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Coral Camp for Kids for this past summer was a huge success as we saw our classes filled to capacity every week beginning in June and ending on Friday, August 19th.  We saw a 30% increase in the number of Coral Campers this year as opposed to last years numbers.  Coral Camp for Kids was also invited to present its programs and activities to the National Marine Educators Association conference that was held in Boston, MA, on July 1st

The program is growing every year as parents from all over the lower keys recognize the value in educating our young minds about the challenges that our coral reef ecosystems are facing and the fact that these kids will be the ones that inherit these challenges as they grow into adulthood.  With the invitation to the conference mentioned above, Coral Camp for Kids is now recognized nationally as a unique and comprehensive program for the education of kids aged six through twelve years of age in the marine sciences.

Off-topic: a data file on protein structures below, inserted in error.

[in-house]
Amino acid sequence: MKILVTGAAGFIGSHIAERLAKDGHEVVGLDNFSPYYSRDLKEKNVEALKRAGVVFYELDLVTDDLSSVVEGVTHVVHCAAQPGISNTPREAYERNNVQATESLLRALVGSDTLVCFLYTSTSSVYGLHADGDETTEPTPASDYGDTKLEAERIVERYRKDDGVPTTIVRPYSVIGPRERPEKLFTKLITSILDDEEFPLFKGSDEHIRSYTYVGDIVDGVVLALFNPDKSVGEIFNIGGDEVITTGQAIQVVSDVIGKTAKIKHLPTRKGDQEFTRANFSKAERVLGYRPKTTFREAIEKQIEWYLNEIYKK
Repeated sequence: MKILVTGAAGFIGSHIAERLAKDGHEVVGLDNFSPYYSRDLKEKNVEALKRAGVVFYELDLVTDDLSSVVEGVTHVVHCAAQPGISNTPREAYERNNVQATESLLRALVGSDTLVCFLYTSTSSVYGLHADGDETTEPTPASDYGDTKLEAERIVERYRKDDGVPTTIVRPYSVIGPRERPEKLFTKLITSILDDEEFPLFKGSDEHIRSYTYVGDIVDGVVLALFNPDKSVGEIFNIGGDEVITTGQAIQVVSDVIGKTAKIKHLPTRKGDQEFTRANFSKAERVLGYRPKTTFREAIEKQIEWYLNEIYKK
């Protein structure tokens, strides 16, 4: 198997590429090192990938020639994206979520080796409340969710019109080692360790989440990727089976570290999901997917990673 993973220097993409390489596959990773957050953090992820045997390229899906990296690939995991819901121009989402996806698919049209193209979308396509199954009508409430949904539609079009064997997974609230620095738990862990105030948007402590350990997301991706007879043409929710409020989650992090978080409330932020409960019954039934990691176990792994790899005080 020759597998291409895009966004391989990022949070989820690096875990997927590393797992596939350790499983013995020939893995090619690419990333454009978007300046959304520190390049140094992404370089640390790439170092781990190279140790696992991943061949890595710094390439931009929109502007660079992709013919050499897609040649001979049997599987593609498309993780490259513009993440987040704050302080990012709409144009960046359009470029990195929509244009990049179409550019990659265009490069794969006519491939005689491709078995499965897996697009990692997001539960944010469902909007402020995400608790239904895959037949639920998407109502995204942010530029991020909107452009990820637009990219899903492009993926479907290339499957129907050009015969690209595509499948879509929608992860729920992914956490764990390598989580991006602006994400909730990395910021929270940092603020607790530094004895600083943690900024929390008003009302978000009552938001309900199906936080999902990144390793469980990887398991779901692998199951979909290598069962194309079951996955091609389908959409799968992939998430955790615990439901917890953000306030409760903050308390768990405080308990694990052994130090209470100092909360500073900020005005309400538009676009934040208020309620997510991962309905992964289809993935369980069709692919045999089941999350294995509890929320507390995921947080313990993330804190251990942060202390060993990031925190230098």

We feel that it is vitally important to reach these kids at a young age so that are aware of the challenges facing all of  us with regards to climate change, over fishing, and pollution—the Big Three, so to speak, in terms of the major stressors affecting coral reef ecosystems the world over along with others.  Their synergistic effects is what is killing corals the world over, and these stressors must be mitigated or corals will begin to become less abundant with the possibility of extirpation in certain areas including the Florida Keys.  The cascading effects of the loss of coral reefs through other interconnected ecosystems will be profound and could result in the first mass extinction event ever witnessed by modern humans! 

 The need to protect these vital ecosystems is urgent and the time is now!

This is the one of the main reasons that we feel that Reef Relief’s Coral Camp for Kids is vitally important and results in an appreciation and awareness on the part of these young minds.  Through our activities and field trips the kids become more self-confident; they come away with better self-esteem, and they come away with the knowledge of the importance of coral reef ecosystems and the need to protect and conserve them for future generations of Coral Campers!

 This summer the kids enjoyed a variety of new activities:  we dissected a barracuda and found a jack in its stomach; we dissected a jack and found an octopus in its stomach!  Now, the kids love that kind of activity but, they also learn the importance of stomach content analysis and its use as a scientific tool when we look at food chains, food webs, and predator/prey interactions.  Too much for a six year old?  Just ask the kids, they learn from it believe me.